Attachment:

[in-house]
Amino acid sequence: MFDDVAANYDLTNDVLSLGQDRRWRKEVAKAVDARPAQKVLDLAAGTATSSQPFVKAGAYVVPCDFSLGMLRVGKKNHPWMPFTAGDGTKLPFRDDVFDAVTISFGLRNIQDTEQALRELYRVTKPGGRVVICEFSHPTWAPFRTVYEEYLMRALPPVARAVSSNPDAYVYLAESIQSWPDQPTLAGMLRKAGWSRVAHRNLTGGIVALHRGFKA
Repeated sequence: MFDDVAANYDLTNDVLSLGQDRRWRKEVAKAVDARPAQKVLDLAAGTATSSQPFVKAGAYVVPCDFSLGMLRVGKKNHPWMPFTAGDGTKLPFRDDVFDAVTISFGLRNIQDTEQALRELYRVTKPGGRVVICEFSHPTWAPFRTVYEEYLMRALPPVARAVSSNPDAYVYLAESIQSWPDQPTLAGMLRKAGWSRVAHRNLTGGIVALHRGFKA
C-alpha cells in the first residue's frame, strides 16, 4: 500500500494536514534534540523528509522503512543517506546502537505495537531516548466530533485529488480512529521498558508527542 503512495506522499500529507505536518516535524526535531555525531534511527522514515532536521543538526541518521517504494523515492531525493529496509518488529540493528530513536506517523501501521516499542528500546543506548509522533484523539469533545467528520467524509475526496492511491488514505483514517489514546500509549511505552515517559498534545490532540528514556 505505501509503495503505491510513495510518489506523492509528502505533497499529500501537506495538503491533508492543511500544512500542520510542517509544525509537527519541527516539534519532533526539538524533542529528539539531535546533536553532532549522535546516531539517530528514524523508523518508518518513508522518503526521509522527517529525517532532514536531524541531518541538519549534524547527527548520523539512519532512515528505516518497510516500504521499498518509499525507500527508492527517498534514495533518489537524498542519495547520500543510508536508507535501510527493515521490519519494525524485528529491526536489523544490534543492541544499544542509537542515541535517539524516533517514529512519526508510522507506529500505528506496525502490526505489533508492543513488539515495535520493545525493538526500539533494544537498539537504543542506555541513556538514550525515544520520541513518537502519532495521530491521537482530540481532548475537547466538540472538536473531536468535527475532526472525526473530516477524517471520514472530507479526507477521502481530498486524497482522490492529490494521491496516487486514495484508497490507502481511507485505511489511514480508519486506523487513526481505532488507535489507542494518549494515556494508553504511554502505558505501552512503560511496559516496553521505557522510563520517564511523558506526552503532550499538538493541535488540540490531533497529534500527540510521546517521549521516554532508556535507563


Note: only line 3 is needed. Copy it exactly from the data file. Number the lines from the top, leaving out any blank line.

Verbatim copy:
Repeated sequence: MFDDVAANYDLTNDVLSLGQDRRWRKEVAKAVDARPAQKVLDLAAGTATSSQPFVKAGAYVVPCDFSLGMLRVGKKNHPWMPFTAGDGTKLPFRDDVFDAVTISFGLRNIQDTEQALRELYRVTKPGGRVVICEFSHPTWAPFRTVYEEYLMRALPPVARAVSSNPDAYVYLAESIQSWPDQPTLAGMLRKAGWSRVAHRNLTGGIVALHRGFKA